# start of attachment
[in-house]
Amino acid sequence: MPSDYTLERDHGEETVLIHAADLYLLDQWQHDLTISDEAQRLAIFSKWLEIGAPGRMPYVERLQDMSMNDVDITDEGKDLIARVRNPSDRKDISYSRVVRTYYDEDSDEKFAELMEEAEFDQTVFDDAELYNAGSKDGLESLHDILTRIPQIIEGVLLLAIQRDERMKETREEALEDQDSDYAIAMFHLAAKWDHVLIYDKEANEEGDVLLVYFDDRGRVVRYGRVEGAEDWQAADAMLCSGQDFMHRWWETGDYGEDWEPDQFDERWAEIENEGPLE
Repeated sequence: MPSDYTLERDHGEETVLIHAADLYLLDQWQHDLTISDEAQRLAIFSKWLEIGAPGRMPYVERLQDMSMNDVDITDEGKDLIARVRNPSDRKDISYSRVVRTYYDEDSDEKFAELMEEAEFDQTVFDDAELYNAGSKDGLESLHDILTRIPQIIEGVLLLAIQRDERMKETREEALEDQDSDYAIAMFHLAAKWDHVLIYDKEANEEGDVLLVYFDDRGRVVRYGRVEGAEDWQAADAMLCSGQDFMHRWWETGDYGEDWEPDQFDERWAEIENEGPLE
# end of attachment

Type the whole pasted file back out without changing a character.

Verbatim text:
[in-house]
Amino acid sequence: MPSDYTLERDHGEETVLIHAADLYLLDQWQHDLTISDEAQRLAIFSKWLEIGAPGRMPYVERLQDMSMNDVDITDEGKDLIARVRNPSDRKDISYSRVVRTYYDEDSDEKFAELMEEAEFDQTVFDDAELYNAGSKDGLESLHDILTRIPQIIEGVLLLAIQRDERMKETREEALEDQDSDYAIAMFHLAAKWDHVLIYDKEANEEGDVLLVYFDDRGRVVRYGRVEGAEDWQAADAMLCSGQDFMHRWWETGDYGEDWEPDQFDERWAEIENEGPLE
Repeated sequence: MPSDYTLERDHGEETVLIHAADLYLLDQWQHDLTISDEAQRLAIFSKWLEIGAPGRMPYVERLQDMSMNDVDITDEGKDLIARVRNPSDRKDISYSRVVRTYYDEDSDEKFAELMEEAEFDQTVFDDAELYNAGSKDGLESLHDILTRIPQIIEGVLLLAIQRDERMKETREEALEDQDSDYAIAMFHLAAKWDHVLIYDKEANEEGDVLLVYFDDRGRVVRYGRVEGAEDWQAADAMLCSGQDFMHRWWETGDYGEDWEPDQFDERWAEIENEGPLE